With feisty promises of better schools and safer streets, U.S. Rep. Bob Brady (D., Pa.) launched his Philadelphia mayoral campaign last night before a boisterous crowd of union members, elected officials, and loyalists from the city Democratic organization that the congressman has commanded since 1986.

"Don't lose hope - help is on the way!" Brady shouted in a speech interrupted several times as an overflow audience in an upstairs room at the Convention Center chanted his name.

Brady vowed to put 1,000 new police officers on the streets, institute a "SchoolStat" system to monitor schools' performance, and eliminate the city's much-maligned business privilege tax.

He eschewed "25-point plans" and repeatedly vowed to tackle problems with "one good idea and the strength and experience to make it happen" - while also promising to fix up the waterfront, restore the buildings of Fairmount Park, and even to save the elephants at the Philadelphia Zoo.

But at the core of his address was Brady's own story: The blue-collar father who turned himself into the ultimate fence-mender in Philadelphia politics. He began by evoking his days as a young carpenter wondering where his next paycheck would come from, and quickly moved to reminding the audience how he stepped in to mediate such thorny local standoffs as a SEPTA strike and a teachers' strike.

"It is now time for the citizens of Philadelphia to make this call - to choose who among us who has the strength and experience to meet some of the toughest problems our city has ever faced," Brady said.

The mayoral campaign may turn out to be as big a challenge as any of those tasks. Brady faces a field that includes three savvy legislators - U.S. Rep. Chaka Fattah, State Rep. Dwight Evans, and former City Councilman Michael Nutter - as well as a self-financed multimillionaire candidate, businessman Tom Knox.

A loss could imperil his status atop the Democratic machine as well as the congressional seat he has held since 1998.

But the Brady campaign's strengths were also on display at last night's event. The crowd of roughly 400 - largely white and about 80 percent male - was dominated by men in union regalia, a sign of the former carpenter's support among organized labor.

The room was also full of the Democratic ward leaders and political insiders most candidates must beg to help them round up votes.

State Rep. Louise Williams Bishop gave the invocation, and the audience included City Controller Alan Butkovitz, City Councilmen Jim Kenney, Frank DiCicco and Daniel Savage, State Rep. Frank Oliver and judges including Seamus McCaffery, the administrative judge of Municipal Court. Brady singled out Lt. Gov. Catherine Baker Knoll from the lectern.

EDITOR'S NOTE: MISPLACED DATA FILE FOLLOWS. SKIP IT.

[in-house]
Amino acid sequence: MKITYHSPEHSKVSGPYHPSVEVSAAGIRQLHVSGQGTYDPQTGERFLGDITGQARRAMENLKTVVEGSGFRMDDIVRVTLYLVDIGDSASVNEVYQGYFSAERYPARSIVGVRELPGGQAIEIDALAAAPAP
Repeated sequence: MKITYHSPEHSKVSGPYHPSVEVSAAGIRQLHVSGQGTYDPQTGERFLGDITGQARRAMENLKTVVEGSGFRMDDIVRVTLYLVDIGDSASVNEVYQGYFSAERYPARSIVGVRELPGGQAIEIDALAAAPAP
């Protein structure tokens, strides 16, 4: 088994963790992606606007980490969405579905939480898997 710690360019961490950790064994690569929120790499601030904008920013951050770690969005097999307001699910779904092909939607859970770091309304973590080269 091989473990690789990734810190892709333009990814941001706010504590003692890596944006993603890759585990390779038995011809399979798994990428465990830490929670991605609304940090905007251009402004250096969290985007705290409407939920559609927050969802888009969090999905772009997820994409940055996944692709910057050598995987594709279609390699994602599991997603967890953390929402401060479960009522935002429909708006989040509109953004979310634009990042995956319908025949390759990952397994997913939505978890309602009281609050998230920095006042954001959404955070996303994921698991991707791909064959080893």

Brady was introduced by former City Controller Jonathan Saidel, his longtime friend. Saidel himself was in the race for mayor - but he abruptly dropped out under pressure to make way for Brady. The pair has quickly buried the hatchet, though: Last night, Saidel gave Brady a shouting, fist-pumping introduction, and Brady, in turn, said Saidel would chair his campaign and serve as his point person on tax cuts.

A large number of political contenders dropped by, too, including mayoral son and City Council candidate Sharif Street, Council candidates Andy Toy and Marc Stier, and judicial candidates Ellen Green-Ceisler and Dan Anders. As chairman of the city Democratic Party, Brady's endorsement can make all the difference in a close election.

The large crowd and testosterone-drenched rhetoric served to set Brady's event apart from those thrown by many of his mayoral rivals. A more striking difference was his dismissive tone toward the detailed policy proposals that Evans, Fattah and Nutter have rolled out.

Brady said his rivals' anticrime plans would result in "tying up the next police commissioner with 25 campaign promises." That also provided Brady with a way to sidestep what critics say could be his Achilles' heel in running against a field full of policy wonks: Command of the intricate details of governance.

Eventually, though, Brady will be pushed to talk about one thing that got short shrift at yesterday's announcement: how he will pay for the new investments while also cutting taxes. In his speech, Brady said improving accountability in schools would help free up state and federal money to pay for changes.

Rather than dwell on budgets, Brady - reading from a TelePrompter - stuck to the pugilistic language that brought his crowd to a frenzy, repeatedly vowing to "fight" for the city.

Campaign aides said Brady spent considerable time this week preparing for the speech, rehearsing it in the car as he traveled back and forth to his congressional duties in Washington.

"I think it's great," said Jim McCusker, 59, a longshoreman from Port Richmond who was in the audience. "We need a change; it's beautiful. He's a very experienced politician. Plus he's one of us, a regular guy."

Robert A. Brady

Age: 61.

Residence: Overbrook Farms.

Political party: Democrat.

Education: Graduated from Saint Thomas Moore High School.

Experience: U.S. House of Representatives, 1998-present; chairman, Democratic City Committee, 1986-present; 34th ward leader, 1982-present; Pennsylvania Turnpike Commission member, 1991-1998; Philadelphia deputy mayor for labor, 1984-1987; sergeant-at-arms, Philadelphia City Council, 1975-1983.

Family: Married to Debra Brady; adult children Bobby and Kimberly; four grandchildren.


Contact staff writer Michael Currie Schaffer at 215-854-4565 or mcschaffer@phillynews.com.

Inquirer staff writers Marcia Gelbart and Thomas Fitzgerald contributed to this article.